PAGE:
Caring for vets at the end of life

    One in four Americans facing the end of life is a veteran–and they often have specific issues related to their military and combat service. An event at St. Joseph’s University Wednesday will address their challenges.

    Soldiers are typically trained to be strong, to put up a tough front and get through a bad situation. Many keep that attitude until the very end, says hospice care expert Deborah Grassman who has worked with veterans for decades.

    “They often try to hide their pain, or hide their fear, or hide emotional pain, so that can add another layer or burden really to what they are already experiencing as they are coming to the end of their lives,” said Grassman.

    Grassman will share her experiences with caregivers and health-care professionals at the Wednesday event.

    She said many veterans carry emotional wounds, or feel guilt about war-time actions. She works to help them let go.

    “I try to create a safe emotional space where they can understand that they don’t have to carry the burden of that stoic front any longer,” she said.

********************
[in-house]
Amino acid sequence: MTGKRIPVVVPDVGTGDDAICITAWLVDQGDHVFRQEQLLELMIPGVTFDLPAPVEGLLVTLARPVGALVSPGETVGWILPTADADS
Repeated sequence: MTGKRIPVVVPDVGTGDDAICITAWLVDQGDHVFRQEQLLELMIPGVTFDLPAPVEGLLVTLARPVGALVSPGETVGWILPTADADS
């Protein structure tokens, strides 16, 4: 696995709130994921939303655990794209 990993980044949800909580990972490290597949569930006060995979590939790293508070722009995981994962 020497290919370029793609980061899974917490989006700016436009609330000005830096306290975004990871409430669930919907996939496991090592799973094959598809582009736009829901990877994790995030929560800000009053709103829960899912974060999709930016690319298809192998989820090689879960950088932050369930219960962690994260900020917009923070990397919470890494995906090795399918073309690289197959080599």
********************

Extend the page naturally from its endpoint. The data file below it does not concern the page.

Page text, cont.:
Grassman said she often asks simple questions, and then sits quietly to give vets a chance to talk if they want.

    Most vets die outside of the Veterans Affairs system in community hospitals or at home, she said. So health-care and hospice professionals, as well as families, need information about caring for veterans, to understand their unique perspective, and how it might affect their last months.

    Event Info:

    “Wounded Warriors: Their Last Battle”

    with Deborah Grassman

    8:30 a.m. to 4:30 p.m.,  Nov. 9

    Free to professionals and volunteers in the community interested in the unique needs of our veterans and their care.

    Hosted by St. Joseph’s University, City Line Avenue in Philadelphia, at the Campion Center’s Presidential Room.

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